The Ten Largest with their bold colouring and joyful unfettered line displays an exuberance reminiscent of Matisse, yet Hilma’s mediumistic work painted in secret preceded the acknowledged modern master by a year. Thankfully her canvases survived being stored in frozen Swedish attics for decades and we can now marvel at the splendour of Hilma’s esoteric creations.
Hilma af Klint raises many questions concerning the history of modern art. Wassily Kandinsky’s untitled watercolour of 1910 was long considered to be the first abstract painting, a turning point in the course of Modernism. Abstraction was to influence, and at times dominate the art of the entire 20th Century. Yet this tidy version of events was upset to a certain extent by the discovery of the private abstract paintings of Hilma af Klint, some of which predate Kandinsky’s watercolour by 4 years.
Hilma af Klint was born into a naval family in the Karlberg Palace just outside of Stockholm, Sweden in 1862. After an idyllic childhood she studied at Academy of Fine Arts in Stockholm where she graduated with honours and as a post graduate scholarship was awarded an atelier. She made a living as a conventional landscape and portrait artist, occasionally supplanted by botanical and technical drawings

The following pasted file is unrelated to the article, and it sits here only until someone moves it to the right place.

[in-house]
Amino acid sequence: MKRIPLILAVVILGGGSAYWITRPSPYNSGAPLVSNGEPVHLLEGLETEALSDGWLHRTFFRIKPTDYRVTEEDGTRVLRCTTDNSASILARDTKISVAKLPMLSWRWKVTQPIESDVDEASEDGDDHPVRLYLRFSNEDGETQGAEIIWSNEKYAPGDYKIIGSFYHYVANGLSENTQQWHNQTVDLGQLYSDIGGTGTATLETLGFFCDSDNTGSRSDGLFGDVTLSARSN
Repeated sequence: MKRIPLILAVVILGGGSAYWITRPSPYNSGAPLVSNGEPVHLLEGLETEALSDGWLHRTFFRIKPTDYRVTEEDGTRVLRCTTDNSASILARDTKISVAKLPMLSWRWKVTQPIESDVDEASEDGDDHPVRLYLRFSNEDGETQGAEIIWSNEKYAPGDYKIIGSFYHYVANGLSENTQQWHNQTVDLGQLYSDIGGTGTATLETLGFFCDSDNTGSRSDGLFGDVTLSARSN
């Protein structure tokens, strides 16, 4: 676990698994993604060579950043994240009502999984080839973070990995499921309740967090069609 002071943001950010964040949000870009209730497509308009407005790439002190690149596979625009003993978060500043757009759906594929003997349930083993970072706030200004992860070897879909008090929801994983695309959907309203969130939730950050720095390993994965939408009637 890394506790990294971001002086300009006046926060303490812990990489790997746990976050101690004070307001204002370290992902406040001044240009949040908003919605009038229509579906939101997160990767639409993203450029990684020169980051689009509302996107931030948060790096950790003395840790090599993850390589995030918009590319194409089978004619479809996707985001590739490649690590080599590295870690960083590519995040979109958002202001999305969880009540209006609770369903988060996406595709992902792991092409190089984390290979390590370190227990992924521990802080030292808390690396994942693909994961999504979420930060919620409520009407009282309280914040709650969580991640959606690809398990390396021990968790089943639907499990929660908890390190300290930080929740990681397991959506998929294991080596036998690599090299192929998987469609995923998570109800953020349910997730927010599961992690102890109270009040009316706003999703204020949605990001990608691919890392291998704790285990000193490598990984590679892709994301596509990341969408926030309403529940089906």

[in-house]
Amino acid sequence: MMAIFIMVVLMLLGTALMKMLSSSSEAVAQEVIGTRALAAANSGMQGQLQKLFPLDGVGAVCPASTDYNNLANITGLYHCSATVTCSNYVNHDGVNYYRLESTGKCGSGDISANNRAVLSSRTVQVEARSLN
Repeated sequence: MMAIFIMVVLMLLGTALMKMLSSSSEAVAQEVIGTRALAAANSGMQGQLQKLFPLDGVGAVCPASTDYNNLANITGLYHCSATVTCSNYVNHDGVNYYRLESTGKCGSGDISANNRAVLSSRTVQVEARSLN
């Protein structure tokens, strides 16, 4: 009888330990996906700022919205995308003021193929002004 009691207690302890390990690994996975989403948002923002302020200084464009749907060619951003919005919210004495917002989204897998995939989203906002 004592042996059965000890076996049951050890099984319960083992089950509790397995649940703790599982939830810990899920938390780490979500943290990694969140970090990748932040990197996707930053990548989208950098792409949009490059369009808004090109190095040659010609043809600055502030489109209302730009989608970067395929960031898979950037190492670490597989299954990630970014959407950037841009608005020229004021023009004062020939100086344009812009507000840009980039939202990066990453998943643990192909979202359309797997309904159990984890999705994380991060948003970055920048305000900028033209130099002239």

af Klint had developed an abiding interest in Spiritualism and the Theosophy of Madame Blavatsky at an early age after the death of her younger sister in 1880. She formed a group called ‘the Five’ with four other women artists with the expressed intention of contacting the ‘High Masters’. The group met weekly to conduct seances and in 1896 experimented with automatic drawing and writing, a full twenty years before the Surrealists. During one seance in 1905 she received instructions from a spirit named Amaliel that she was to execute the’Paintings for the Temple’. af Klint said she had no idea what the Temple was but from 1906 to 1915 (with a four year hiatus between 1908-1912) she completed 193 large scale paintings , some as large as 10 foot tall, a remarkable work rate, especially considering her petite stature (she was 5ft on the dot).
af Klint was in no doubt that she was receiving assistance from the beyond. Commenting on the Temple paintings she noted, “The pictures were painted directly through me, without any preliminary drawings, and with great force. I had no idea what the paintings were supposed to depict; nevertheless I worked swiftly and surely, without changing a single brush stroke.”